Q&A were provided by Ivy League students who had been attending Wall Street interviews. Would you answer differently?
1: Suppose your client had significant excess cash on the balance sheet. How would you recommend its use?
- Invest in positive NPV projects (acquisitions, CapEx, R&D)
- Return money to shareholders in the form of share repurchases, dividends, and debt repayments
2: What are the drivers to value a company?
- Increase cash flow, such as efficiencies, technology and scale.
- Decrease risk, such as a strong compliance culture, no one client or set of clients represents large % of revenues, stability, infrastructure and a strong employee 'bench'.
3: If you were looking for a company for your client to acquire, how would you go about doing it?
- Trading Range (the range the stock has been trading in during the past 52‐weeks). If we trust the market we should assume this is a reasonable place to start our analysis.
- Discounted Cash Flow (DCF), also called Intrinsic Value, seeks to find a present value of all future cash flows of the firm that are available to stakeholders. This can be done using WACC or APV.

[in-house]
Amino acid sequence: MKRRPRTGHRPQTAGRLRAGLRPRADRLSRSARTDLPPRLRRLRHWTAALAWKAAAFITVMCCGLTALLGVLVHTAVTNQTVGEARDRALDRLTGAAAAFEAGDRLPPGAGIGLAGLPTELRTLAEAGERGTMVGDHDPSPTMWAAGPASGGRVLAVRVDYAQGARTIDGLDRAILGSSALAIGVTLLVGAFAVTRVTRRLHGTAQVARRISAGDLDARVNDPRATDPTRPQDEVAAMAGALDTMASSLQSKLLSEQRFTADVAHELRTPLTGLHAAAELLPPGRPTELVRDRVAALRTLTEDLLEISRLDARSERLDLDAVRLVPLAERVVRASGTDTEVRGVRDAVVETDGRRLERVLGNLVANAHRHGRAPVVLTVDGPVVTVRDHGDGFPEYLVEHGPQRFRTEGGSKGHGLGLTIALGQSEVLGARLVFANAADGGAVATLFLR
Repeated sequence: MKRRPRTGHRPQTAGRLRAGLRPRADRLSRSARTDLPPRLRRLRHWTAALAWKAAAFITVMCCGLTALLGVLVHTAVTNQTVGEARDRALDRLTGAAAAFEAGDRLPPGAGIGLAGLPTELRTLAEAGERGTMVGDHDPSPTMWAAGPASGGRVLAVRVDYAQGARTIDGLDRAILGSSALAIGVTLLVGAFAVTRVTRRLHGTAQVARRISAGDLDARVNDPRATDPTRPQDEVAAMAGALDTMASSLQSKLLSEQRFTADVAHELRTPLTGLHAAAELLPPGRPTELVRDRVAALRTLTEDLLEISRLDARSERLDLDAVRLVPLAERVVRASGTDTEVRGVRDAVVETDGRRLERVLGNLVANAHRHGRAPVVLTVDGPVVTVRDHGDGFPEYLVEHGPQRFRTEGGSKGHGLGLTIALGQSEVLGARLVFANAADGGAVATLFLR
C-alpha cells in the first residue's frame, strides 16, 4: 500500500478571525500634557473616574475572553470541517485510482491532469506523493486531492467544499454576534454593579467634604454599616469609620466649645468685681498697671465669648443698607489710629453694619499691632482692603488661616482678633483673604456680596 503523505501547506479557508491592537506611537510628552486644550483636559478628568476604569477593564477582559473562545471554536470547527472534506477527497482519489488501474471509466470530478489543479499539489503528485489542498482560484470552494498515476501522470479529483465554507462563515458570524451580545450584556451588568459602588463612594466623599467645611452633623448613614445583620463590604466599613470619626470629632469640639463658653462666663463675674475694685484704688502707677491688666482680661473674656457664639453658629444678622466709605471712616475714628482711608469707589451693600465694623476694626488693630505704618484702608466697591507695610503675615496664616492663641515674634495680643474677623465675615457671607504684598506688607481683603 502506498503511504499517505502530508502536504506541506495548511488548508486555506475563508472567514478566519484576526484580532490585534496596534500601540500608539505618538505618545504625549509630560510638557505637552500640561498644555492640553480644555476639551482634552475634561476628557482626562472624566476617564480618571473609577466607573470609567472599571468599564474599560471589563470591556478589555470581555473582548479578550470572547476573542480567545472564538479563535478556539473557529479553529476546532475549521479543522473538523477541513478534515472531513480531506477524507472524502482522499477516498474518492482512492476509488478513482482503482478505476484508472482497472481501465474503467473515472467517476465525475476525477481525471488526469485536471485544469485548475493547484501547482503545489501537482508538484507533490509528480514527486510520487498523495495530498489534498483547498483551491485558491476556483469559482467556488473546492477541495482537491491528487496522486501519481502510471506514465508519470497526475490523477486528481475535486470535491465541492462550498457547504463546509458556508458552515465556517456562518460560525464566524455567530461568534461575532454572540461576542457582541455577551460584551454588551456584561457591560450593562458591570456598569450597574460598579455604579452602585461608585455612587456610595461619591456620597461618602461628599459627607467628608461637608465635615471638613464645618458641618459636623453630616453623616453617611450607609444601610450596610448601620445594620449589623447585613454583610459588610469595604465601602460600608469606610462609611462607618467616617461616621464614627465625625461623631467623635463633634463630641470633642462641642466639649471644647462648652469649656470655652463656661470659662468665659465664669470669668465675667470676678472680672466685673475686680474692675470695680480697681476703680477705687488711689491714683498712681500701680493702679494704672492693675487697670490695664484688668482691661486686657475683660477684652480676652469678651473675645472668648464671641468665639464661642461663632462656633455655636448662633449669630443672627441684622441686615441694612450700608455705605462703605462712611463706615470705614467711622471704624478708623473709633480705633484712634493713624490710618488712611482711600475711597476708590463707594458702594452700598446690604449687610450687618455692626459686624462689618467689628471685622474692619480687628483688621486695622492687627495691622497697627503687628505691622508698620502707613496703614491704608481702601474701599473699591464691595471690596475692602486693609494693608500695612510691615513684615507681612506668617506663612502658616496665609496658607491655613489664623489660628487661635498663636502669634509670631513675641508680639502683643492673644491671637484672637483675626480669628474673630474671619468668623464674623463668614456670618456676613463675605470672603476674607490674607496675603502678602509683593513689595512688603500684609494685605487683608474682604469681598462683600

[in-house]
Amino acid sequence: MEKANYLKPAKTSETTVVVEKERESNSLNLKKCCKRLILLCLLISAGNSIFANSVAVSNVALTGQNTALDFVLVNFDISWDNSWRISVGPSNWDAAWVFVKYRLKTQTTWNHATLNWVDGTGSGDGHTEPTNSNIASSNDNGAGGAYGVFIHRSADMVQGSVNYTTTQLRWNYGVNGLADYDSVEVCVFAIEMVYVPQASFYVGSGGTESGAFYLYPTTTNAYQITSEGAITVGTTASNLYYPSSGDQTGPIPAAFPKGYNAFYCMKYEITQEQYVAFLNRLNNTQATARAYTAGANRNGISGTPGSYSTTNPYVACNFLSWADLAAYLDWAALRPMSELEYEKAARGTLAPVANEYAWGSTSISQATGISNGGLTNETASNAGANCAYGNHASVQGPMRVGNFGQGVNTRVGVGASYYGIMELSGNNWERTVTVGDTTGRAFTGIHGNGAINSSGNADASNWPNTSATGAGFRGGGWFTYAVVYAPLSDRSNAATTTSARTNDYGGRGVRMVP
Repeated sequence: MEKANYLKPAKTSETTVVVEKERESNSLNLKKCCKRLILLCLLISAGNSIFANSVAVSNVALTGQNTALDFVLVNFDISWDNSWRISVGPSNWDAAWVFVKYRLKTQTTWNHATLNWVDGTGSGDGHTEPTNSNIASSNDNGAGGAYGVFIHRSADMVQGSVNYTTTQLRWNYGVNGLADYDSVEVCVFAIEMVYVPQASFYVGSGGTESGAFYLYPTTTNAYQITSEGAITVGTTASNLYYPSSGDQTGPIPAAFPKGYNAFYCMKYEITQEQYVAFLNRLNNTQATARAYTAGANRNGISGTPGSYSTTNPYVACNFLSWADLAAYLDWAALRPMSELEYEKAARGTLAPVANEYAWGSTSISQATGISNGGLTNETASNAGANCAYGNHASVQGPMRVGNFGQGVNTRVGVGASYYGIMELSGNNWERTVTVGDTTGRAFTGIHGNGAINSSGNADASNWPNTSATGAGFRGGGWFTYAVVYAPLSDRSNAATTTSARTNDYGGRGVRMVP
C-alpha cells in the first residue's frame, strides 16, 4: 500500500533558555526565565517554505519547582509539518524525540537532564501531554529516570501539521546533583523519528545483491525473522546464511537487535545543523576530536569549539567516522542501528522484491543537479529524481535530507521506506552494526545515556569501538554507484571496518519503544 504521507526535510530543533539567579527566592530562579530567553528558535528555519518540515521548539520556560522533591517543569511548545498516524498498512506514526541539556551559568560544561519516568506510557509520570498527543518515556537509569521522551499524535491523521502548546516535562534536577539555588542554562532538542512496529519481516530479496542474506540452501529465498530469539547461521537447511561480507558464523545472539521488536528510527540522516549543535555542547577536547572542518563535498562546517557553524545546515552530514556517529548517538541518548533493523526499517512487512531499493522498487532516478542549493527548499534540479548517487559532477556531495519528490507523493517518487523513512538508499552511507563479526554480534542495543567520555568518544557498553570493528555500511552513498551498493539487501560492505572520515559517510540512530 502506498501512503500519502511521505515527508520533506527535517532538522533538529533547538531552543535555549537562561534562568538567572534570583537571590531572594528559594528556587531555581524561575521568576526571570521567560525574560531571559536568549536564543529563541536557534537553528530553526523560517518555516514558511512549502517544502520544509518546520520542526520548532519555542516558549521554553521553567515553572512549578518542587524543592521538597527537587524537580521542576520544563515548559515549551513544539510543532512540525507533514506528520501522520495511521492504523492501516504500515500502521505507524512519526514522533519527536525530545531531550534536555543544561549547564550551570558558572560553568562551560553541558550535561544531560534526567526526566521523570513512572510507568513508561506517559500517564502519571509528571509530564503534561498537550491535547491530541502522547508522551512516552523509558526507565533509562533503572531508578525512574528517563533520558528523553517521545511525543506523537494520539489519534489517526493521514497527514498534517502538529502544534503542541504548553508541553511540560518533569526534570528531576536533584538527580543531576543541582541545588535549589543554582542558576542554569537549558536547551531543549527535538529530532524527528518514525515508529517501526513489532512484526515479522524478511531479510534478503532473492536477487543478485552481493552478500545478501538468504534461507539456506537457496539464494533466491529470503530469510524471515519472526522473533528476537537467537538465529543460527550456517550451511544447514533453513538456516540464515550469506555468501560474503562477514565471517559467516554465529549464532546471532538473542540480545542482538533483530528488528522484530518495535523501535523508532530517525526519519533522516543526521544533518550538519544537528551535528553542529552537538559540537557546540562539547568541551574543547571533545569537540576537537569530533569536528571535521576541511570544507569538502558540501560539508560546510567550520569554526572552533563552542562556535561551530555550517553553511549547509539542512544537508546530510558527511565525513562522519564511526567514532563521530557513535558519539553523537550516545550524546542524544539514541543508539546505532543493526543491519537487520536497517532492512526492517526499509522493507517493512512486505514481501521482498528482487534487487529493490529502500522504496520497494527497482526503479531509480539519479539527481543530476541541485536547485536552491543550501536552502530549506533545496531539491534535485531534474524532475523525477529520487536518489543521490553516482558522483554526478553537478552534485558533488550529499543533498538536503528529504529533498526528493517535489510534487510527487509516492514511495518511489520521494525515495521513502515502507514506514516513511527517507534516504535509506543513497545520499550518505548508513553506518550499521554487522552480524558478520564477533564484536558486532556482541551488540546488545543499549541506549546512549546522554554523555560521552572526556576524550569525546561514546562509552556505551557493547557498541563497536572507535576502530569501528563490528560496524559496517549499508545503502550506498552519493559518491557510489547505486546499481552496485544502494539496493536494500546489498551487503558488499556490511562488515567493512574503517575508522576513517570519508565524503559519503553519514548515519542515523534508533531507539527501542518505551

4: If a company was looking to raise debt or equity, what are the 3 most important questions to ask?
- Whether they will generate enough cash flows to cover interest obligations. How many multiples in excess of current interest payments is their operations generating in cash flow?
- What is their current capital structure and can they bring on more debt and leverage the company further without being too levered versus industry and peers so that their credit rating and stock price isn’t negatively impacted.
5: A company with a lower P/E is buying a company with a higher P/E. What is the effect of this transaction? Is it 'accretive' or 'dilutive'? Explain.
As a general rule, a dilutive merger or acquisition occurs when the P/E ratio of the acquiring firm is less than that of the target firm.
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